The tunnel will be handicap accessible. And in the initial plan the space was also to include a studying area with:

  • a skylight
  • electrical outlets
  • chairs
  • tables

If everything runs smoothly, the proposed opening date of the tunnel is September 2013.

For a more detailed outline of both construction projects, review my timeline. And do not forget to voice your opinion in the poll!




Stephanie Benda


Twitter: @Steph_Benda

Steve DiMeglio

Phone: 703-854-6473


Twitter: @sdimegusatgolf


MSU Alumnus Steve DiMeglio to Talk about His Journey at Media Day Presentation

USA Today Sports Writer Steve DiMeglio

MANKATO, MINN.– On Tuesday, April 24, Minnesota State University, Mankato will welcome USA Today sports writer Steve DiMeglio. The MSU alumnus will speak at Media Day on the MSU campus at Ostrander Auditorium from 4 to 6 p.m.

Media Day is the annual scholarship day for the mass media department. Scholarships will be awarded from 3 to 4 p.m. at the CSU with DiMeglio’s presentation to follow at Ostrander Auditorium. His presentation is free and open to the public.

DiMeglio’s presentation “Mickey Mantle’s on Line 1, Steve!” will talk about his journey from MSU graduate to veteran USA Today writer.

As an MSU alumnus, DiMeglio’s presentation begins at MSU where he was a dedicated sports writer for the The Reporter.

“He was absolutely the most dedicated sports editor our paper has ever had, ” Professor Ellen Mrja, his former advisor at the The Reporter, said. “His sports pages were more than scores. They were interesting, informative and consistently outstanding.”

DiMeglio graduated from MSU in 1987 with a mass communications degree. Since he graduated, he has covered the White House, major-league baseball, the Super Bowl, NASCAR and college football.

In 2000, DiMeglio began his career at USA Today. He is currently their Senior Golf Writer.

Media Day is being sponsored by the Nadine B. Andreas Foundation.

For more information, please contact Stephanie Benda at 605-660-1805 or email at


A Lesson in Audio Editing

Audio Editing Basics from Professor Mindy McAdams

For any audio editing beginner, Professor Mindy McAdams’s tutorial “Getting Started in Audio Editing” is definitely a tremendously useful tool. The short video tutorial provides simple step by step basics in audio editing.

In the tutorial, users specfically learn how to edit audio files using Audacity. Audacity is a free, open source program that allows users to record and edit sounds.

The free editing program is relatively simple. It uses most of the same buttons as the standard camcorder including: play, record, pause and  stop.

The actual audio editing process, however, is a little more difficult than just understanding Audacity’s tools. To simplify the process McAdams compares many of the steps in the process to working in Microsoft Word.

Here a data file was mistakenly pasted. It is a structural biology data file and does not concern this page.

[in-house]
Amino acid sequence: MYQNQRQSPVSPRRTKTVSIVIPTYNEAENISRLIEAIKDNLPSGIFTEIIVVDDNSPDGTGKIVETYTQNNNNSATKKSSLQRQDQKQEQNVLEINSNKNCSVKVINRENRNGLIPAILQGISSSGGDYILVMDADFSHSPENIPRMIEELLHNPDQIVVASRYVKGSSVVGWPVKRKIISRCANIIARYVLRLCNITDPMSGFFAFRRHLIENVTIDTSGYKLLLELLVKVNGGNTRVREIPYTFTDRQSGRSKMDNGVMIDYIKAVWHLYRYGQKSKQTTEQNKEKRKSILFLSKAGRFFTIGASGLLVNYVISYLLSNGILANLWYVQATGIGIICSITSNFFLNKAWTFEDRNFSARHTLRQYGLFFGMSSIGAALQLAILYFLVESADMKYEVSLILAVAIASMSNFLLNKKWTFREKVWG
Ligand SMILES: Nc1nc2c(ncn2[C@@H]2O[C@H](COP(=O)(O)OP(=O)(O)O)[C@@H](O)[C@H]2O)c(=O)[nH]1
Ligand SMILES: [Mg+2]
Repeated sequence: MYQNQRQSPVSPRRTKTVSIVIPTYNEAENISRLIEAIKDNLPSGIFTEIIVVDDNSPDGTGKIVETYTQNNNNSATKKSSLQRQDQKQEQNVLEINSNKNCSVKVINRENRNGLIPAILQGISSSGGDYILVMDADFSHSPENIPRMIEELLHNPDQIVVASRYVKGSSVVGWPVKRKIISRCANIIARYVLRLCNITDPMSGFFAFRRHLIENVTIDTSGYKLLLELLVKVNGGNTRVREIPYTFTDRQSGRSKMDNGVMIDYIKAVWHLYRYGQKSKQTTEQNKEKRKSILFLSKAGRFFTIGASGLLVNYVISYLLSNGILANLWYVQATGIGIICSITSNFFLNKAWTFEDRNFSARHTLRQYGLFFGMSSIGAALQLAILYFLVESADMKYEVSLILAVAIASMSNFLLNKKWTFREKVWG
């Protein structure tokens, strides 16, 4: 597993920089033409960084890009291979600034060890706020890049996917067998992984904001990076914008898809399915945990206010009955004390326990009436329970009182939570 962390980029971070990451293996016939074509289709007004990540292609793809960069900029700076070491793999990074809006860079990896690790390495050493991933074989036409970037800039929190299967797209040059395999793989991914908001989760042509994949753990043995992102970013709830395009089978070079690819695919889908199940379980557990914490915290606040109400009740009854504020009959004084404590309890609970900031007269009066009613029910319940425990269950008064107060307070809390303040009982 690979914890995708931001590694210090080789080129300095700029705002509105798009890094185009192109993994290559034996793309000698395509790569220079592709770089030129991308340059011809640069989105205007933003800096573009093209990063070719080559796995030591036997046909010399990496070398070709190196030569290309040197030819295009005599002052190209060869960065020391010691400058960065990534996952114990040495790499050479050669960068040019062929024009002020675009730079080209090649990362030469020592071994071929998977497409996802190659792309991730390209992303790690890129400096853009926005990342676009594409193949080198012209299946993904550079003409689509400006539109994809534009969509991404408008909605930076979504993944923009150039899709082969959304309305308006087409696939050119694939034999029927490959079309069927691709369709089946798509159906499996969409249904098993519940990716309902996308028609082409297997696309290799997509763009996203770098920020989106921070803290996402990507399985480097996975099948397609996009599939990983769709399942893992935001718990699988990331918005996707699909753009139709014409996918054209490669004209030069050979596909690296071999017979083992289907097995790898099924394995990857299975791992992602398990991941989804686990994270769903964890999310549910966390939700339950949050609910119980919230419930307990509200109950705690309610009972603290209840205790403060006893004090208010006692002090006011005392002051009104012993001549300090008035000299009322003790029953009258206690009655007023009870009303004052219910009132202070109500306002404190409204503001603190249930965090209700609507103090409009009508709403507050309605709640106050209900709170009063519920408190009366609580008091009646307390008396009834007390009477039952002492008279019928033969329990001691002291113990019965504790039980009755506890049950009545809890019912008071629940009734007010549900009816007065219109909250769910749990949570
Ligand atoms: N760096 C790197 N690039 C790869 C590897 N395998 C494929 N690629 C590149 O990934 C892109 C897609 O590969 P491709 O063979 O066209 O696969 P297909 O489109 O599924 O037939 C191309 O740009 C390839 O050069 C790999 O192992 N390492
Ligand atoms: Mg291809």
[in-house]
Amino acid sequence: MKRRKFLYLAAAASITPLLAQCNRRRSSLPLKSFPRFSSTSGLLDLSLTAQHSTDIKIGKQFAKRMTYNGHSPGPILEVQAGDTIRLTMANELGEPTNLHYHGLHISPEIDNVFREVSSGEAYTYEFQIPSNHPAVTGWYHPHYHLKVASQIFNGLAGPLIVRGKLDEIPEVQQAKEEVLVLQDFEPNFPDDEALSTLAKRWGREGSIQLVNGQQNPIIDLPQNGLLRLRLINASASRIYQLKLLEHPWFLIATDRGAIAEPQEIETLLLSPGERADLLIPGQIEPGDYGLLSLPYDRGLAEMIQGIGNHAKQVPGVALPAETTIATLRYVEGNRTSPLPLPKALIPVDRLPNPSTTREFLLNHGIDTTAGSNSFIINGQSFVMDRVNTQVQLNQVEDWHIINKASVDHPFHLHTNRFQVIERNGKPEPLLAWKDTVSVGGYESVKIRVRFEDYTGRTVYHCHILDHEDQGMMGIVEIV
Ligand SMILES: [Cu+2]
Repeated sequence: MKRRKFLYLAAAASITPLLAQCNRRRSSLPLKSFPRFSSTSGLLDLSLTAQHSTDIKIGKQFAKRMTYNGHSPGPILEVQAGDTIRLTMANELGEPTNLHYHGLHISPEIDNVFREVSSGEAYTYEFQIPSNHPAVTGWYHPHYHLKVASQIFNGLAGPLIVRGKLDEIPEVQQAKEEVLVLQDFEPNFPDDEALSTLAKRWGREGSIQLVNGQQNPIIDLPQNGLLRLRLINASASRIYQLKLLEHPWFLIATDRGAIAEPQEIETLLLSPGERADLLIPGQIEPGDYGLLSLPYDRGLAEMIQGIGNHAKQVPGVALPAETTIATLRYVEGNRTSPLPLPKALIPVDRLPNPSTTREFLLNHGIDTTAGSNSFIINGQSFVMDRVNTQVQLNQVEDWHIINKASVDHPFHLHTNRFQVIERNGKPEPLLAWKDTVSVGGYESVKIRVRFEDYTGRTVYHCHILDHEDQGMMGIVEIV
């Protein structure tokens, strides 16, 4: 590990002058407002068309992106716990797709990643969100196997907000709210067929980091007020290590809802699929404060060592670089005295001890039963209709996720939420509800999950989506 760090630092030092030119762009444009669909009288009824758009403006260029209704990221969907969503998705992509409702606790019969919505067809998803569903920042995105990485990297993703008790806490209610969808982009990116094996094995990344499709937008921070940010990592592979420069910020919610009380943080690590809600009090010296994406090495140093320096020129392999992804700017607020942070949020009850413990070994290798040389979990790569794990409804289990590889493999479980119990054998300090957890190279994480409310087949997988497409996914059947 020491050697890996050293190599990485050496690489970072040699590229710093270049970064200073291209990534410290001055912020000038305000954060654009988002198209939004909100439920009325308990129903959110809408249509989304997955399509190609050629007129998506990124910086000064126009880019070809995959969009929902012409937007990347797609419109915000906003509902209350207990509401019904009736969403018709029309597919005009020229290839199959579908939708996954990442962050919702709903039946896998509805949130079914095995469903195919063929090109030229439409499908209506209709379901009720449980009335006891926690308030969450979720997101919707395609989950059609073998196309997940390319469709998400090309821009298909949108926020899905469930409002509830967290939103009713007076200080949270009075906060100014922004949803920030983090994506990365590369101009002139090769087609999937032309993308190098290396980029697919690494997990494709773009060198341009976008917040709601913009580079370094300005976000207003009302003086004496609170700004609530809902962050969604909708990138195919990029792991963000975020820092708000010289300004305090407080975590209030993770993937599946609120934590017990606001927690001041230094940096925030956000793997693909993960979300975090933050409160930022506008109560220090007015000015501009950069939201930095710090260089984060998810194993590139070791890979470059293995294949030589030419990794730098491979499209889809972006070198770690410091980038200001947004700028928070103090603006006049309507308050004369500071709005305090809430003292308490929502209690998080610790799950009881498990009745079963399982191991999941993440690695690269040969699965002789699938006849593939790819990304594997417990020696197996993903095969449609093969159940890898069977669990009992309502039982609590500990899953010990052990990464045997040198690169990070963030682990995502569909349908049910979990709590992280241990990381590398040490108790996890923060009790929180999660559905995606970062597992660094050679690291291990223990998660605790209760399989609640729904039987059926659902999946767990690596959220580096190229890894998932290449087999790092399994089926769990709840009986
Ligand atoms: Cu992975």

McAdams identifies two steps users need to know for basic audio editing.

  • Step 1: Deleting audio
  • Step 2: Moving audio

To delete audio simply select the segment you wish to delete and hit the delete button. Users can open the edit menu and choose to undo or redo the delete if needed.

Moving audio involves a few more steps.

  1. Select the segment you wish to move
  2. Click “Cut”
  3. Position the cursor to where you want the segment to move to
  4.  Click “Paste”

As a final tip, McAdams notes users should clean up the file by shortening silent points.

If the user wishes to upload the audio file to a website, users must also export the file as an MP3. For the best audio quality, McAdams urges users to choose 128 kbps.

The most surprising part about this entire editing process was how much easier it was than I had anticipated. McAdams short step by step tutorial made the once intimidating process much easier to understand. By comparing many of the steps to Microsoft Word, I felt a lot more comfortable working in the editing program.

My only complaint about the tutorial was that I wish she discussed more than just the basics. In order to make an effective news audio piece, journalists need to know a little more than just the basics.

Ideally, I would love to learn more about how to insert additional audio clips into an audio piece. Specifically, understanding how to insert music smoothly into an audio piece would be an especially effective tool.

Audio storytelling provides a different and unique alternative to the standard article. With a good understanding of audio editing, journalists can become effective audio storytellers. And journalists that can produce any form of multimedia are better equipped to reach audiences today.

I definitely recommend any journalist with little audio editing experience to check out McAdams’s tutorial.